Christenson and Dale (U.S. Pat. No. 3,065,143) and Huber, Dale and Christenson (J. Pharm. Sci., 55, 974 (1966) disclosed the preparation of a sustained release drug tablet wherein a high viscosity grade, i.e. high molecular weight, hydroxypropylmethylcellulose, was present as binder to the extent of at least one third of the weight of the table. The binders included 4000 cps viscosity grade Methocel 60 HG, now known as Methocel E4M, having a 28-30 weight-% methoxyl content, a 7.5-12 weight-% hydroxypropoxyl content and a number average molecular weight of 93,000, as well as 4000 cps and 15,000 cps viscosity grades Methocel 90 HG, now known as Methocel K4M and Methocel K15M, respectively, having a 19-24 weight-% methoxyl content, a 4-12 weight-% hydroxypropoxyl content and number average molecular weights of 89,000 and 124,000, respectively.

Christenson and coworkers proposed that water was rapidly absorbed and formed a gel barrier on the surface of the tablet. Drug release was controlled by drug diffusion from and attrition of the gel barrier.

Christenson and Huber (U.S. Pat. No. 3,590,117) reported that neither low viscosity grade hydroxypropylmethylcellulose nor high viscosity grade, i.e. 15,000 cps, hydroxypropylmethylcellulose made acceptable long-lasting troches.

Lapidus (Dissertation, Rutgers State University, 1967) and Lapidus and Lordi (J. Pharm. Sci., 55, 840 (1966); 57, 1292 (1968) studied the use of high viscosity grade methylcellulose (4000 cps viscosity grade Methocel MC now designated as Methocel A4M) and/or low and high viscosity grade hydroxypropylmethylcellulose (25 cps and 15,000 cps viscosity grade Methocel 90 HG now designated as Methocel K25 and Methocel K15M, respectively) in compressed pharmaceutical tablets and confirmed the proposal of Christenson et al. that drug diffusion and attrition of the hydrated layer determined the rate of drug release.

Salomon, Doelker and Buri (Pharm. Acta Helv., 54 (3), 82 (1979) disclosed the use of 15,000 cps viscosity grade Methocel 90HG (now designated as Methocel K15M) in a tablet containing potassium chloride.

Sheth and Tossounian (U.S. Pat. Nos. 4,126,672; 4,140,755; 4,167,558) disclosed solid dosage forms containign 4000 cps viscosity grade methylcellulose or hydroxypropylmethylcellulose in combination with various additives including gas-generating compounds, e.g. calcium carbonate, and inert fatty materials, so as to be hydrodynamically balanced so that they have a bulk density of less than one in contact with gastric fluid.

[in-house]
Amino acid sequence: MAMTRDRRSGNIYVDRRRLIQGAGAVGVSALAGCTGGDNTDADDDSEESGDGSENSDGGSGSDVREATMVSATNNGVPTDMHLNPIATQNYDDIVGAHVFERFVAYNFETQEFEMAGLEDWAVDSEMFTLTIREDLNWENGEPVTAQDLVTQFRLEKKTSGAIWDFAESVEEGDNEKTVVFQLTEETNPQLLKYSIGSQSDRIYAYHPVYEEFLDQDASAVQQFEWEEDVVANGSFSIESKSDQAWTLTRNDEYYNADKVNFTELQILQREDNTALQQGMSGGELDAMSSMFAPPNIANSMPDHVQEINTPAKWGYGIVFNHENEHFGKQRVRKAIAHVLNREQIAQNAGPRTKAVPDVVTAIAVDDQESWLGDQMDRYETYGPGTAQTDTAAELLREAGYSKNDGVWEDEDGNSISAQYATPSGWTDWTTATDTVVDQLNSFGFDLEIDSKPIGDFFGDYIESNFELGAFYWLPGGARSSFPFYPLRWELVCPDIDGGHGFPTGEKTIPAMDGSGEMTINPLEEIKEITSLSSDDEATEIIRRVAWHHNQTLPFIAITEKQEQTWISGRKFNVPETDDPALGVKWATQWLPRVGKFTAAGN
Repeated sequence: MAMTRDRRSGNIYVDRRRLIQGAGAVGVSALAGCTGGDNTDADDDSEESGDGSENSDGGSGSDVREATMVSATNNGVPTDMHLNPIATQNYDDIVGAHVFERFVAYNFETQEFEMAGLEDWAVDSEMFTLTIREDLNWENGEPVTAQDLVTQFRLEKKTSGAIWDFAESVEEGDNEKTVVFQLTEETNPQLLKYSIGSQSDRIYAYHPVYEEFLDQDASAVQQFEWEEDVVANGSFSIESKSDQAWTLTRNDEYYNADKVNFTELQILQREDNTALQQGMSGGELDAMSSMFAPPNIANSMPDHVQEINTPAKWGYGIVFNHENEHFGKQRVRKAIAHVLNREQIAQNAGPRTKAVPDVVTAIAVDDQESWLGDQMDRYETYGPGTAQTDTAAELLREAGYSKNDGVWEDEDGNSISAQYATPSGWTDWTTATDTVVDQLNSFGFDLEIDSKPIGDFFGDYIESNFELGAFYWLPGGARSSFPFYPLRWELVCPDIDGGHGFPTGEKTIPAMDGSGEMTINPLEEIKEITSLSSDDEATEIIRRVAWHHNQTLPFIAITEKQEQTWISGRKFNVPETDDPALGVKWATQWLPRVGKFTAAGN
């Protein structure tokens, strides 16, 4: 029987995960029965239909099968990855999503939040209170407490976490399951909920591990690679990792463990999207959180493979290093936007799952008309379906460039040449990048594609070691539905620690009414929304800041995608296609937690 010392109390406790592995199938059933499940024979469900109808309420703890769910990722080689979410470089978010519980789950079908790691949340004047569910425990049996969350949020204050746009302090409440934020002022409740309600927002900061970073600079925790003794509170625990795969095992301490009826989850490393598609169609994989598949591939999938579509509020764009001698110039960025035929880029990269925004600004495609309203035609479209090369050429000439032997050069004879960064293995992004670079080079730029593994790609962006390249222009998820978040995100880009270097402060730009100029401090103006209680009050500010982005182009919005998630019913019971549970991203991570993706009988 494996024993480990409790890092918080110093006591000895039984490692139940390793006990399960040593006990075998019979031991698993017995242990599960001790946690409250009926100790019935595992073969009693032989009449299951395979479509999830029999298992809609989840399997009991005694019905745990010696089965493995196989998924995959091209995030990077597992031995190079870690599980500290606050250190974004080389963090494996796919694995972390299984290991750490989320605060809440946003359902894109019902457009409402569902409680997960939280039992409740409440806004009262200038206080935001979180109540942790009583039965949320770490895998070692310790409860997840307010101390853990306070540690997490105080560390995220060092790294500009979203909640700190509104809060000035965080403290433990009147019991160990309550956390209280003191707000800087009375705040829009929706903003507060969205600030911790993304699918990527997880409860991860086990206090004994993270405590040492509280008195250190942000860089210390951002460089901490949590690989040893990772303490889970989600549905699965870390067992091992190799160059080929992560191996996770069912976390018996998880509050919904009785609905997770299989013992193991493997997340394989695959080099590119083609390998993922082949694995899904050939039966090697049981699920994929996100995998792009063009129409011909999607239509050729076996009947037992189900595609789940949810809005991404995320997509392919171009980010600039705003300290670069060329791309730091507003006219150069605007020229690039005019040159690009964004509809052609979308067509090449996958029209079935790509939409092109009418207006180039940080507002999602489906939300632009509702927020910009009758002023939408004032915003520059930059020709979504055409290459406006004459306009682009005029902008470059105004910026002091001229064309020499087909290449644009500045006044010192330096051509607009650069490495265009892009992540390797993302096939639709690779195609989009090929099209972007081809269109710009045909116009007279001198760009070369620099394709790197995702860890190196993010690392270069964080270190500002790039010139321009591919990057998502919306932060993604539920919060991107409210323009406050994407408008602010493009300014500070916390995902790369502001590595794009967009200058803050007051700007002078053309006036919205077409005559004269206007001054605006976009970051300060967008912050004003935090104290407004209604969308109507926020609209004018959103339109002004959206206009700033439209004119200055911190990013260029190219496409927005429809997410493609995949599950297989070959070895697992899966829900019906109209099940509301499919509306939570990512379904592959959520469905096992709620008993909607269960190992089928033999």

Schor, Nigalaye and Gaylord (U.S. Pat. No. 4,389,393) disclosed sustained release solid unit dosage forms in which the carrier base material constituted less than one third of the weight of the dosage form and consisted of hydroxypropylmethylcellulose of at least 4000 cps viscosity grade, having a methoxyl content of 16-24 weight-%, a hydroxypropoxyl content of 4-32 weight-% and a number average molecular weight of at least 50,000, i.e. Methocel J and Methocel K or Metolose 90 SH.

The use of high viscosity grades of methylcellulose Methocel A and hydroxypropylmethylcellulose Methocel E, Methocel F and Methocel K, in sustained release solid drug dosage forms is also described in a technical bulletin "Formulating Sustained Release Pharmaceutical Products with Methocel" (The Dow Chemical Co, 1982).

The cited prior art discloses that high viscosity grades of hydroxypropylmethylcellulose of various chemical compositions are useful in the preparation of sustained release solid drug dosage forms. However, Schor, Nigalaye and Gaylord (U.S. Pat. No. 4,369,172) disclosed that effective prolonged release therapeutic compositions were prepared by using as a carrier base material, a low viscosity grade hydroxypropylmethylcellulose having a hydroxypropoxyl content of 9-12 weight-% and a number average molecular weight of less than 50,000.

Lowey and Stafford (U.S. Pat. No. 3,870,790) and Schor (U.S. Pat. No. 4,226,849) disclosed that effective sustained release tablets were produced by using as carrier base material, a modified low viscosity grade hydroxypropylmethylcellulose having a hydroxypropoxyl content of less than 9 weight-% and a number average molecular weight of 23,000, e.g. Methocel E50. The modification was carried out by exposure of the low molecular weight hydroxypropylmethylcellulose to high humidity or moisture and drying in air, resulting in an increase in the carboxyl content of the polymer.

Lowey (U.S. Pat. No. 4,259,314) disclosed the use of a mixture of hydroxypropylmethylcellulose having a viscosity in the range of 50 to 4000 cps, and hydroxypropylcellulose in the preparation of a controlled release pharmaceutical composition.

The present invention is directed toward further improvements in carrier base materials containing nonionic cellulose ethers for use in the preparation of prolonged release solid pharmaceutical unit dosage forms. These improvements result from the presence of an anionic surfactant.

The addition of 1% of some anionic salts of alkyl sulfates, alkyl sulfonates or alkylaryl sulfonates to 1% aqueous solutions of methylcellulose (Methocel A) or hydroxypropylmethylcelluloses (Methocel E, Methocel F and Methocel K) results in an increase in the viscosity of the cellulose ether solution ("Handbook on Methocel Cellulose Ether Products", The Dow Chemical Co, 1975).